CCC#34: The Washer at the Ford

Crimson’s Creative Challenge #34

He saw a woman at the ford
a wicker basket, hard ridged board
but this, mid-summer, and cloudless sky
the river at that ford ran dry.

He heard the woman start to drone
an ancient song with words unknown
a chant perhaps in verses three
a chant to set the waters free.

He stood a while and as he watched
from beyond that ford, the waters rushed
then knelt she with her linens blooded
and scrubbed them in the ford that flooded.

An ancient story filled his mind
of the Morrigan and CΓΊchulainn
of deaths this woman did foretell;
and in the distance heard he the knell.

The fool man stood so long in gaping
That around that corner a car came racing.
Ask not for whom that death bell tolls
For that washerwoman gathers souls.

Wordcount 131

Written for Crimson’s Creative Challenge #34

About crispina kemp

Spinner of Asaric and Mythic tales
This entry was posted in Crimson's Creative Challenge, Poems (Some Silly) and tagged , , . Bookmark the permalink.

51 Responses to CCC#34: The Washer at the Ford

  1. Violet Lentz says:

    Whew! That is excellent!

    Liked by 1 person

  2. Dale says:

    Brilliant, Crispina!
    Every time you supply a green path with a gate, I get stuck, fearing I shall become redundant. You, however, take us on a journey!

    Liked by 1 person

  3. Brian Bixby says:

    And I’m a fan of this one, too. Myth and reality, the ancient and the modern, appropriately intertwined.


    • crimsonprose says:

      I thank you, Brian. I liked the idea of bringing the old myth into the present. And of course, although Cuchulainn is Irish, the washerwoman harbringer of death is also found in Scotland.

      Liked by 1 person

      • Brian Bixby says:

        Aye, I’ve just been rereading Yeats’ “Fairy and Folk Tales of Ireland” and nodding at the similarities to Scottish legends.

        Liked by 1 person

      • crimsonprose says:

        But of course. Though for three unrelated reasons. First, in C5th the Irish ‘Scotti’ (pirates) settled Western Scotland … and later gave it its name. Second, the Vikings settled both Ireland and Scotland. Third, when the England stamped its heavy boot on Ireland, they invited the Scots to settle as plantation workers. Lo, back and forth they went, taking their tales with them.

        Liked by 1 person

      • Brian Bixby says:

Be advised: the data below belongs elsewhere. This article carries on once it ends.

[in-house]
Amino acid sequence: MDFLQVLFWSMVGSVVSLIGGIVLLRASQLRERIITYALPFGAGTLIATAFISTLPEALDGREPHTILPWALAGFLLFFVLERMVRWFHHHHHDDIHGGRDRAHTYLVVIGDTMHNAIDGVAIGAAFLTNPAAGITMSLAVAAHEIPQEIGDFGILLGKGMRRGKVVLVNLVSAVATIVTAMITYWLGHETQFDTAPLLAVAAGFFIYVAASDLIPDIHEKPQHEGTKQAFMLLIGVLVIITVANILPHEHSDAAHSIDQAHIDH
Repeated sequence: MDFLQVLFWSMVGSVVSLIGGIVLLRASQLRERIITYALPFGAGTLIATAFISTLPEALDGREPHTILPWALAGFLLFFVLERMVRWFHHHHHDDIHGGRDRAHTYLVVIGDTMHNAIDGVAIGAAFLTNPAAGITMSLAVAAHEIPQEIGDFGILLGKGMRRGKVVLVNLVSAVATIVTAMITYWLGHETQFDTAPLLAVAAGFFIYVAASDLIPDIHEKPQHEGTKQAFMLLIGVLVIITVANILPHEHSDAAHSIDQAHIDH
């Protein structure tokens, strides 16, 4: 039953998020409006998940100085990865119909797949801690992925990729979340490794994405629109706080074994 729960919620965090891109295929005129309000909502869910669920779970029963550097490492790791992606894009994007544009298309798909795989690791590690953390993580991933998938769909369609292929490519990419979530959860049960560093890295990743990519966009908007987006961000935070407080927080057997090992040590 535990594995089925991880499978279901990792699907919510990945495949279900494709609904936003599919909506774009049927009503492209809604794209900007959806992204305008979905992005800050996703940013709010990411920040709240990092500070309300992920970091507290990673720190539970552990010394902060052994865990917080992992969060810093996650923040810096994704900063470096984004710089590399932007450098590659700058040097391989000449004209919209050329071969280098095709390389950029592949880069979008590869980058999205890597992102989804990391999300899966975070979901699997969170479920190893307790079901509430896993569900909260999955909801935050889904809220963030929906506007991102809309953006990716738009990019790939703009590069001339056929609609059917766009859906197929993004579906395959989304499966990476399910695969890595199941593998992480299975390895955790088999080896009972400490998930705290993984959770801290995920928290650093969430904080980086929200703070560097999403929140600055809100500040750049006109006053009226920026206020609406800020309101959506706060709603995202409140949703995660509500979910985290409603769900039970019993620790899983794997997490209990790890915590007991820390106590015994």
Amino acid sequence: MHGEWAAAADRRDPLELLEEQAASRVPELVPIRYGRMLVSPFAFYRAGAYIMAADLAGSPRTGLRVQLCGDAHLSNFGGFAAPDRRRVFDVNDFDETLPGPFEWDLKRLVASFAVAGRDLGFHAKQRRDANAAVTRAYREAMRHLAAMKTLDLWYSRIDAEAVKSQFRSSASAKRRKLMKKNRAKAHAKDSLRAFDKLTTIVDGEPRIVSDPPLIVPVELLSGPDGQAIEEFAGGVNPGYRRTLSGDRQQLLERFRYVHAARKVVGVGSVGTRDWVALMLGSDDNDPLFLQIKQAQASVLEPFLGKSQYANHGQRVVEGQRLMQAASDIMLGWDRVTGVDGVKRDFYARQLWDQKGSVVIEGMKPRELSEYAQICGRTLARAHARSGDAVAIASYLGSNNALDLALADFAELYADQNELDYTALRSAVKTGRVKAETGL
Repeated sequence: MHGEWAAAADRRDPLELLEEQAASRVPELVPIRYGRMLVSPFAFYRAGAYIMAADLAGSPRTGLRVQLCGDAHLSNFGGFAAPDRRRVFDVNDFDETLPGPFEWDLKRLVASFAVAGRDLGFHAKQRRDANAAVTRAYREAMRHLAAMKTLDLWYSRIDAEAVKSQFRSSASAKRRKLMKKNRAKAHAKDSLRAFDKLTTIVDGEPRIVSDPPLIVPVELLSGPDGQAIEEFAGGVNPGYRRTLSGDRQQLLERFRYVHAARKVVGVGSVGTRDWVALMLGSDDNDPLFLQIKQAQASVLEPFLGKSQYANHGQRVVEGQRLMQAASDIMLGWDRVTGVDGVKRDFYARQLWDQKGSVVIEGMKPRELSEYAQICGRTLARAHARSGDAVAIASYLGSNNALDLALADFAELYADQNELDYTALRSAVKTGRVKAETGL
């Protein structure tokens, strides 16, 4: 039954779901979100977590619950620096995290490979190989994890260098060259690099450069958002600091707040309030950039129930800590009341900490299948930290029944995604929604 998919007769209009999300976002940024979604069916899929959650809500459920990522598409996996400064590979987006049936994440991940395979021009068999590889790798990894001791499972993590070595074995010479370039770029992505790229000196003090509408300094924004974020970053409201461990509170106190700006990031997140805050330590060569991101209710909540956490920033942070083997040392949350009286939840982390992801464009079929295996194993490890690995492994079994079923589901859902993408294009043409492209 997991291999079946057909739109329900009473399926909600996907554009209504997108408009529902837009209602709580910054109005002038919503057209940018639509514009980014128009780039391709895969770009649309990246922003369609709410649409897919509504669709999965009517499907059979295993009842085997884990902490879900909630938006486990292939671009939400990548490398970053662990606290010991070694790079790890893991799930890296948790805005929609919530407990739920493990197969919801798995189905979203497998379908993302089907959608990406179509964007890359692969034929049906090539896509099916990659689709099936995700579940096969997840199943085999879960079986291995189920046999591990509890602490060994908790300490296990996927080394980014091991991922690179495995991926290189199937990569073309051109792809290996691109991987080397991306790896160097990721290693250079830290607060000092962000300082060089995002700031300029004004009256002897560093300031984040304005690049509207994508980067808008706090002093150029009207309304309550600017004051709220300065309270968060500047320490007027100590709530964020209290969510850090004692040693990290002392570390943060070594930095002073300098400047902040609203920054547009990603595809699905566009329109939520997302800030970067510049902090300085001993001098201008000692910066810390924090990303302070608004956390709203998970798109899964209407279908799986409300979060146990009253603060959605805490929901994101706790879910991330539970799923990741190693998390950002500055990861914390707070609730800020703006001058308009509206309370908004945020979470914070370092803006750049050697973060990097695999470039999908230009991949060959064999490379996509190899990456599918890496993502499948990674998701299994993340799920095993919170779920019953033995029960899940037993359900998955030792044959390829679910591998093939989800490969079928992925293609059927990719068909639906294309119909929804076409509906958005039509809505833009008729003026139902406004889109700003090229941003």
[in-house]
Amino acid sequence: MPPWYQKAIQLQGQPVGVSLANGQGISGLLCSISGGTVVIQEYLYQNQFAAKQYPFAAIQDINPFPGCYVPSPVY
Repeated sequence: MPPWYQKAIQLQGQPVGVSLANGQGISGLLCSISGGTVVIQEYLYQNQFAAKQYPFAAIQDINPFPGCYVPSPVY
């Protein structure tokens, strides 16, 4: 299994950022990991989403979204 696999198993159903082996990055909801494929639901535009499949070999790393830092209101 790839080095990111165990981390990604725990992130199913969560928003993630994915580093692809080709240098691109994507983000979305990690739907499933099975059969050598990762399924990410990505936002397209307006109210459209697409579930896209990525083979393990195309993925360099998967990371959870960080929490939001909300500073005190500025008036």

Which on a personal level is how my maternal grandmother’s life unfolded, yet another part of that back-and-forth migration.

        Pirates and Vikings — we have such illustrious ancestors. If only we had transported criminals, we could have been Australians!

        Liked by 1 person

      • crimsonprose says:

        Like that. Caused me a grin and a chuckle.

        Liked by 1 person

  4. Wow! Fantastic poem!

    Liked by 1 person

  5. Jen Goldie says:

    A wonderfully provocative poem and story. Thank you.

    Liked by 1 person

  6. This is absolutely wonderful, Crispina! I love all your poems, but this I think is my favourite so far πŸ™‚

    Liked by 1 person

  7. Laleh Chini says:

    What a great poem dear.

    Liked by 1 person

  8. Lynn Love says:

    Such a great image, that washerwoman at the ford, conjuring the water to wash her bloodied sheets – love that! And the poor, distracted soul who becomes her next victim – excellent. Love the metre, the imagery (at once ancient and modern, timeless) and just the feel you’ve managed to create. Just fab

    Liked by 1 person

  9. Indira says:

    Excellent poem.

    Liked by 1 person

  10. I love this Crispina – love the sense of myth and magic behind it.

    Liked by 1 person

  11. Tien Skye says:

    I love the mythological elements in this piece; it meshes well with the horns of the car so I’m not completely caught unaware or was surprised by its appearance. Beautifully written!

    Liked by 1 person

  12. Rekha Rajgopal says:

    I love poetry with a story. Both flowed seamlessly. This is wonderful Crispina….

    Liked by 1 person

Leave a Reply

Fill in your details below or click an icon to log in: Logo

You are commenting using your account. Log Out /  Change )

Google photo

You are commenting using your Google account. Log Out /  Change )

Twitter picture

You are commenting using your Twitter account. Log Out /  Change )

Facebook photo

You are commenting using your Facebook account. Log Out /  Change )

Connecting to %s

This site uses Akismet to reduce spam. Learn how your comment data is processed.